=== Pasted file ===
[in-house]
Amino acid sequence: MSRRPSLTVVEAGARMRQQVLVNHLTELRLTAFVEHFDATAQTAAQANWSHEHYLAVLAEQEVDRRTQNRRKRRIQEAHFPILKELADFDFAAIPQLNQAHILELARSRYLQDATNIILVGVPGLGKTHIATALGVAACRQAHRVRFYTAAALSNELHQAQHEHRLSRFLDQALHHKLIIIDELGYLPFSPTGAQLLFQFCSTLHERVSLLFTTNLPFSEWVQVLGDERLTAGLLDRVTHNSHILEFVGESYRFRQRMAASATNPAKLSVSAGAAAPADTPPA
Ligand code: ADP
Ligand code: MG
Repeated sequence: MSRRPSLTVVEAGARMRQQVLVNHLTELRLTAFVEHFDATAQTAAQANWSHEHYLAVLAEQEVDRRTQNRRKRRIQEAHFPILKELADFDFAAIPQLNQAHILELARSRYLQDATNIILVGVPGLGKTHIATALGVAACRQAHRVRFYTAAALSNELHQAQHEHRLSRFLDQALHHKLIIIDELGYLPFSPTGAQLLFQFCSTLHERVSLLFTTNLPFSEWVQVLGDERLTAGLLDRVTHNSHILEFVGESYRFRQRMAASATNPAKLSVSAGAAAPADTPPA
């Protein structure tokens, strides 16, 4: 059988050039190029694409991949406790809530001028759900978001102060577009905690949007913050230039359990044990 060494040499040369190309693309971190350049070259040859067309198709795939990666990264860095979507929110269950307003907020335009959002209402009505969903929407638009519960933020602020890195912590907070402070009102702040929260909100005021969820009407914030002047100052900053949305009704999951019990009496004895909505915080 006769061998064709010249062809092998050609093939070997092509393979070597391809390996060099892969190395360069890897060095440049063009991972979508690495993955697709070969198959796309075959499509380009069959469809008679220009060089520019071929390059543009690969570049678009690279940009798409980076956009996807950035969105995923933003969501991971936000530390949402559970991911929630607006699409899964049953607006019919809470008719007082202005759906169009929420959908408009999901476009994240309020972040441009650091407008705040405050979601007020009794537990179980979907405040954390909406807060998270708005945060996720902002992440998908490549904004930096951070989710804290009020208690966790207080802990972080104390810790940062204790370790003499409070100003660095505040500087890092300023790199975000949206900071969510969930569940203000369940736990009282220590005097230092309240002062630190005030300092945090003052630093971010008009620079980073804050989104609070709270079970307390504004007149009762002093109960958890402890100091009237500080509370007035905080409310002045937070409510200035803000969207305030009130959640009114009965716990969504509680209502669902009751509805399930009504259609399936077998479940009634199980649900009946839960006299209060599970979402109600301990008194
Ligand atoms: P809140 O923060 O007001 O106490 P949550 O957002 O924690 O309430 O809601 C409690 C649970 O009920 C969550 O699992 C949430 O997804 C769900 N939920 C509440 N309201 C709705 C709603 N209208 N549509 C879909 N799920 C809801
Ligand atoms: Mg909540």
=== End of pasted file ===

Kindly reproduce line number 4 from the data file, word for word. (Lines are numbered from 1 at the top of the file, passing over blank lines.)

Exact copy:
Ligand code: MG